"The Elephant's Journey" by Jose Saramago is a book serious readers should love. Consider the pedigree: a recently deceased Nobel Prize-winning author, a benevolent animal protagonist and a space on bookstore and library shelves in the hot category Historical Fiction.

None of which explains why this reviewer couldn't read more than 10 pages at a time. Blame that on Saramago's modernist approach - long blocks of text with no quotation marks or paragraph breaks. It's not a new device for him, but it is jarring to readers like this one who encounter it for the first time. Think ee cummings reborn as a novelist.

The plot is interesting enough. Saramago imagines the real-life journey an elephant named Solomon took in 1551 from Lisbon to Vienna. Solomon was a wedding gift from Portugal's King Joao III to Austrian Archduke Maximilian. Loosely basing the story on historical documents and popular descriptions of the expedition, Saramago weaves together a tale that takes the elephant and his entourage from the Portuguese coast through Spain and over the Alps to Austria.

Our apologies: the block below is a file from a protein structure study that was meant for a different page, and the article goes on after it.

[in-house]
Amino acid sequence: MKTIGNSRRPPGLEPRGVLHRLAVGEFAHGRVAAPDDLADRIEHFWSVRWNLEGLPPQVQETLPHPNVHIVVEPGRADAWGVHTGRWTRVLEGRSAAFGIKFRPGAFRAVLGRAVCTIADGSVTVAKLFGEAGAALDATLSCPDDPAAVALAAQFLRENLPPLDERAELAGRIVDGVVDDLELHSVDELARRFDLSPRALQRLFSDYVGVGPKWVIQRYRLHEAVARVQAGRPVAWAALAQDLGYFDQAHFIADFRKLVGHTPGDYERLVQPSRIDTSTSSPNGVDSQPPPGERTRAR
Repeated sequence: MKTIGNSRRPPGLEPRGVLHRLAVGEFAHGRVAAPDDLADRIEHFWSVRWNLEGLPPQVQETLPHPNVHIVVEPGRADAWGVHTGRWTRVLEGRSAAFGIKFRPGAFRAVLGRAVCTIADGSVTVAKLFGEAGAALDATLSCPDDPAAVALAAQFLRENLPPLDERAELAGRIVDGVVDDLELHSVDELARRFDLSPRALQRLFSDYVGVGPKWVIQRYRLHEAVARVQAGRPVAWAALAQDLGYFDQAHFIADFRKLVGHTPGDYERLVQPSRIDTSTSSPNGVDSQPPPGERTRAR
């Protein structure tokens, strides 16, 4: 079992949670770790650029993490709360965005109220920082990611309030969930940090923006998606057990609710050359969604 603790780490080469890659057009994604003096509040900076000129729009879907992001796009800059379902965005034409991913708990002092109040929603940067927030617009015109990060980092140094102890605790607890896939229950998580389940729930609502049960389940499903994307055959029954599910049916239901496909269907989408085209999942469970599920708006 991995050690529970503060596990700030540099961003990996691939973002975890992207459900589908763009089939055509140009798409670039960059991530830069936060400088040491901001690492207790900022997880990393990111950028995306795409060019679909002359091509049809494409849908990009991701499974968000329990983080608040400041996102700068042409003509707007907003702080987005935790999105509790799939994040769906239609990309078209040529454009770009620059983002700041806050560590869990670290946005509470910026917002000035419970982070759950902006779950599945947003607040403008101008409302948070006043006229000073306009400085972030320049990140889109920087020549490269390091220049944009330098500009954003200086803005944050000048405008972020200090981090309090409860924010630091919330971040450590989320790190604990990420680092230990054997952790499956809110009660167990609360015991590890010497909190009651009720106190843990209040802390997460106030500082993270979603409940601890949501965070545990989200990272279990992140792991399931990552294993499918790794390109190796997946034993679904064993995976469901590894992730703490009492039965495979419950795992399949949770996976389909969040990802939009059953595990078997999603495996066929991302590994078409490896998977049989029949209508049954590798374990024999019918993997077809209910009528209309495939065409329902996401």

The very self-aware narrator is by far the funniest part of the book. Describing a scene when Solomon and his trainer, called a mahmout, get lost in fog, Saramago writes: "The man who insisted he'd heard the elephant speak began to lose consistency and substance, to shrink, then grow round and transparent as a soap bubble."

He went plof and vanished. Onomatopoeia can be so very handy. Imagine if we'd had to provide a detailed description of someone disappearing. It would have taken us at least ten pages. Plof."

In the end, the book plofs toward what can be loosely called a resolution. There's no real conflict among the characters, and certainly no suspense. But it is a posthumous novel from a Portuguese national treasure - and that alone will attract readers. Nothing we write will.